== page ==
BERLIN (Reuters) - Greece must surrender control of its budget policy to outside institutions if it cannot implement reforms attached to euro zone rescue measures, the German economy minister was quoted as saying on Sunday.
Philipp Roesler became the first German cabinet member to openly endorse a proposal for Greece to surrender budget control after Reuters quoted a European source on Friday as saying Berlin wants Athens to give up budget control.
"We need more leadership and monitoring when it comes to implementing the reform course," Roesler, also vice chancellor, told Bild newspaper, according to an advance of an interview to be published on Monday.
"If the Greeks aren't able to succeed themselves with this, then there must be stronger leadership and monitoring from abroad, for example through the EU," added Roesler, chairman of the Free Democrats (FDP) who share power with Chancellor Angela Merkel.
Reuters reported on Friday that Germany wants Greece to give up control of budget policy to European institutions as part of discussions over a second rescue package.
Greece, which has repeatedly failed to meet the fiscal targets set out by its international lenders, is in talks to finalise a second 130 billion-euro ($172 billion) package.
With many Greeks blaming Germans for the austerity medicine their country has been forced to swallow, officials in Athens dismissed the idea of relinquishing budget control as out of the question.
Finance Minister Evangelos Venizelos said on Sunday Greece was perfectly capable of making good on its promises.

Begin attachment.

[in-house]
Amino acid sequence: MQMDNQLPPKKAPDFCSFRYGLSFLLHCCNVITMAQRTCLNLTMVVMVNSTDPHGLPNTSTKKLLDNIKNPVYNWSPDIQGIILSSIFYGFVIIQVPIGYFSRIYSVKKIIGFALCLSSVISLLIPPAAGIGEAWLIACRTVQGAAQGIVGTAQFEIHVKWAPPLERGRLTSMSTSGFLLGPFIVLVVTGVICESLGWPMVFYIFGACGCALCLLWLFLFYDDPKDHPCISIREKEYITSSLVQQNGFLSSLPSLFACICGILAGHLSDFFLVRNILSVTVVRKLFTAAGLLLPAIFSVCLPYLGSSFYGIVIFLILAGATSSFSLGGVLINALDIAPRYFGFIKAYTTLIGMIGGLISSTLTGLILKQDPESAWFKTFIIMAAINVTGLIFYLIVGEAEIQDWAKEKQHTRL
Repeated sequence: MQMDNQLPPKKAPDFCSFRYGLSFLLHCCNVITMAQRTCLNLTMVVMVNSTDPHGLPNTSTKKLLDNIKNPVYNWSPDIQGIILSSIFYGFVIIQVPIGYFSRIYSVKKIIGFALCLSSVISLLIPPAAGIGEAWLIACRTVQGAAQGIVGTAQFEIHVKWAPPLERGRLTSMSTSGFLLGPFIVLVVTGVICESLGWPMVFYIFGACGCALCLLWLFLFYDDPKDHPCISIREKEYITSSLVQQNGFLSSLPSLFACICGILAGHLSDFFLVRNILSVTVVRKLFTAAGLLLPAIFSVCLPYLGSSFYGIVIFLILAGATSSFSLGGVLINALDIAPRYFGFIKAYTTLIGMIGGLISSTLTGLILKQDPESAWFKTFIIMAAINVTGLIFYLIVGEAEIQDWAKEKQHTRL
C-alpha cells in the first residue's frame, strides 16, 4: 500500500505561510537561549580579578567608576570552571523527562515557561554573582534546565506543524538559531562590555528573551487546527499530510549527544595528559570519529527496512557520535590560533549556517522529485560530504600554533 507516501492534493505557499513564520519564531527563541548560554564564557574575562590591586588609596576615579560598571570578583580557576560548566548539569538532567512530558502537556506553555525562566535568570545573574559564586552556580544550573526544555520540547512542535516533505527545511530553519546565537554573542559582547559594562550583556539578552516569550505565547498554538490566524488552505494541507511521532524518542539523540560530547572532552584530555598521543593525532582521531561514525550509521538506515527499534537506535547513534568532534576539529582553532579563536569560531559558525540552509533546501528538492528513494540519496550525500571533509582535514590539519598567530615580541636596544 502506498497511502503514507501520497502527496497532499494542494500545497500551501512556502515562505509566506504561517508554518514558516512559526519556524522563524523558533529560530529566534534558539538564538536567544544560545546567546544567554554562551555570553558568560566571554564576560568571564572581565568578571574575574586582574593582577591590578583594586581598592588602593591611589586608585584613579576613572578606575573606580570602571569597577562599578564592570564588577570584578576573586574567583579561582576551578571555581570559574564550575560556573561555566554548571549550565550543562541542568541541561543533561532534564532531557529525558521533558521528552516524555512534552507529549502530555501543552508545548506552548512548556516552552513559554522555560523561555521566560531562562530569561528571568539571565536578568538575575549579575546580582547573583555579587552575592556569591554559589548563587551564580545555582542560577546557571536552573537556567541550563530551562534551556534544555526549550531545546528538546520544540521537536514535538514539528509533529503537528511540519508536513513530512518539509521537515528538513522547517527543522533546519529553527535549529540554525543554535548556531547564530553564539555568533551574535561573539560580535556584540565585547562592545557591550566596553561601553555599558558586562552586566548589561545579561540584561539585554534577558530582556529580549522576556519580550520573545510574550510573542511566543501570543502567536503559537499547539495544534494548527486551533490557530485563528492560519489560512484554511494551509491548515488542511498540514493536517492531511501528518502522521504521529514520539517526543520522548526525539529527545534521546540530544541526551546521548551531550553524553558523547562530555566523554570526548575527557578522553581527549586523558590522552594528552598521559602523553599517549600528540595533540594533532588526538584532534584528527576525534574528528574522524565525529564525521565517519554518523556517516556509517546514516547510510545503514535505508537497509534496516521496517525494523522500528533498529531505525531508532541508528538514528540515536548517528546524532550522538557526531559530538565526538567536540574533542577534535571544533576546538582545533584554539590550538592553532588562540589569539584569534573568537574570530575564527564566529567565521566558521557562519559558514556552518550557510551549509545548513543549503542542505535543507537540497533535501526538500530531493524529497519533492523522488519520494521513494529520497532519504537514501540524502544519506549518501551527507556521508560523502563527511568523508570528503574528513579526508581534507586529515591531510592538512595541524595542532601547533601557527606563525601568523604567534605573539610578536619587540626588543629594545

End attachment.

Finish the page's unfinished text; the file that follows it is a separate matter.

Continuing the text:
"Anyone who puts a nation before the dilemma of 'economic assistance or national dignity' ignores some key historical lessons," he said in a statement before heading to Brussels for a European Union summit on Monday.
The Financial Times reported on Saturday that it had obtained a copy of the proposal showing Germany wants a new euro zone "budget commissioner" to have the power to veto budget decisions taken by the Greek government if they are not in line with targets set by international lenders.
"Given the disappointing compliance so far, Greece has to accept shifting budgetary sovereignty to the European level for a certain period of time," the document said.
Under the plan, Athens would only be allowed to carry out normal state spending after servicing its debt, the paper said.
Crushed by 350 billion euros ($462 billion) of debt and running out of cash quickly, Greece is scrambling to appease the "troika" of its official lenders - the European Commission, European Central Bank and International Monetary Fund - and stitch up a deal with private creditors simultaneously.
Greece needs to strike a deal with creditors in the next couple of days to unlock its next aid package in order to avoid a chaotic default.
A government source in Berlin said Germany's proposal was aimed not just at Greece but also at other struggling euro zone members that receive aid and are unable to make good on their obligations.
The European Commission, the executive arm of the 27-country bloc, said it wanted the Greek government to maintain autonomy.
Editing by Alessandra Rizzo